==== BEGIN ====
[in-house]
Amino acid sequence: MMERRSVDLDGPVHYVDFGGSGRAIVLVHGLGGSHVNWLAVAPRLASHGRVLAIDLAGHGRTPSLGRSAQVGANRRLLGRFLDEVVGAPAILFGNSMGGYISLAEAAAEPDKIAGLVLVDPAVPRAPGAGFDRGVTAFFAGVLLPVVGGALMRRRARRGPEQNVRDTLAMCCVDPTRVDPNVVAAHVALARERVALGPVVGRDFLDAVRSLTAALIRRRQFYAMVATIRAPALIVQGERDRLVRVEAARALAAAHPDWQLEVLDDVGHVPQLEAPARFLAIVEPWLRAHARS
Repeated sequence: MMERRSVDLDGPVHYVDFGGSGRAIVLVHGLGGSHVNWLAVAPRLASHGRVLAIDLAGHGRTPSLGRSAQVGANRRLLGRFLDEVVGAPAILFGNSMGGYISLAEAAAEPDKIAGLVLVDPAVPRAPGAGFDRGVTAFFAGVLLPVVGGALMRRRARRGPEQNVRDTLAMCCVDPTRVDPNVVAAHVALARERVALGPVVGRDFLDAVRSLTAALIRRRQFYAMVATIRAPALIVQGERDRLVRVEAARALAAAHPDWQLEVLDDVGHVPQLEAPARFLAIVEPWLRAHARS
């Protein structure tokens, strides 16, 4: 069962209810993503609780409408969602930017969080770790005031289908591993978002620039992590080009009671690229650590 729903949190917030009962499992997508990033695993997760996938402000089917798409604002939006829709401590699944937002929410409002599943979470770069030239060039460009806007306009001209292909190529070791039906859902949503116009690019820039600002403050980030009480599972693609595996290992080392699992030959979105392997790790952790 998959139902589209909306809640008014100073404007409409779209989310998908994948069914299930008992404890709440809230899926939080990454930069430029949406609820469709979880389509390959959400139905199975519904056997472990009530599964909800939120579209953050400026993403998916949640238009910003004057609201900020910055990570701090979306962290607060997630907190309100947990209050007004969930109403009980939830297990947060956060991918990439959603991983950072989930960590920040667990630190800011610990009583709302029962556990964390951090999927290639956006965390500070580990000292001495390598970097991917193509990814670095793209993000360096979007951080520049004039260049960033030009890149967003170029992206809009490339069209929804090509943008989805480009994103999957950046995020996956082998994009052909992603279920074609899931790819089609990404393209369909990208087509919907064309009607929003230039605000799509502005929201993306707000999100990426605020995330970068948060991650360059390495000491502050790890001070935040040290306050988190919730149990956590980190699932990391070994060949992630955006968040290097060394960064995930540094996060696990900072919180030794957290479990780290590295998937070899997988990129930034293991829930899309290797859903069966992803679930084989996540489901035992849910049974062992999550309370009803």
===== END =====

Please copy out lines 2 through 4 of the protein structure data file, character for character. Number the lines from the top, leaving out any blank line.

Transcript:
Amino acid sequence: MMERRSVDLDGPVHYVDFGGSGRAIVLVHGLGGSHVNWLAVAPRLASHGRVLAIDLAGHGRTPSLGRSAQVGANRRLLGRFLDEVVGAPAILFGNSMGGYISLAEAAAEPDKIAGLVLVDPAVPRAPGAGFDRGVTAFFAGVLLPVVGGALMRRRARRGPEQNVRDTLAMCCVDPTRVDPNVVAAHVALARERVALGPVVGRDFLDAVRSLTAALIRRRQFYAMVATIRAPALIVQGERDRLVRVEAARALAAAHPDWQLEVLDDVGHVPQLEAPARFLAIVEPWLRAHARS
Repeated sequence: MMERRSVDLDGPVHYVDFGGSGRAIVLVHGLGGSHVNWLAVAPRLASHGRVLAIDLAGHGRTPSLGRSAQVGANRRLLGRFLDEVVGAPAILFGNSMGGYISLAEAAAEPDKIAGLVLVDPAVPRAPGAGFDRGVTAFFAGVLLPVVGGALMRRRARRGPEQNVRDTLAMCCVDPTRVDPNVVAAHVALARERVALGPVVGRDFLDAVRSLTAALIRRRQFYAMVATIRAPALIVQGERDRLVRVEAARALAAAHPDWQLEVLDDVGHVPQLEAPARFLAIVEPWLRAHARS
């Protein structure tokens, strides 16, 4: 069962209810993503609780409408969602930017969080770790005031289908591993978002620039992590080009009671690229650590 729903949190917030009962499992997508990033695993997760996938402000089917798409604002939006829709401590699944937002929410409002599943979470770069030239060039460009806007306009001209292909190529070791039906859902949503116009690019820039600002403050980030009480599972693609595996290992080392699992030959979105392997790790952790 998959139902589209909306809640008014100073404007409409779209989310998908994948069914299930008992404890709440809230899926939080990454930069430029949406609820469709979880389509390959959400139905199975519904056997472990009530599964909800939120579209953050400026993403998916949640238009910003004057609201900020910055990570701090979306962290607060997630907190309100947990209050007004969930109403009980939830297990947060956060991918990439959603991983950072989930960590920040667990630190800011610990009583709302029962556990964390951090999927290639956006965390500070580990000292001495390598970097991917193509990814670095793209993000360096979007951080520049004039260049960033030009890149967003170029992206809009490339069209929804090509943008989805480009994103999957950046995020996956082998994009052909992603279920074609899931790819089609990404393209369909990208087509919907064309009607929003230039605000799509502005929201993306707000999100990426605020995330970068948060991650360059390495000491502050790890001070935040040290306050988190919730149990956590980190699932990391070994060949992630955006968040290097060394960064995930540094996060696990900072919180030794957290479990780290590295998937070899997988990129930034293991829930899309290797859903069966992803679930084989996540489901035992849910049974062992999550309370009803």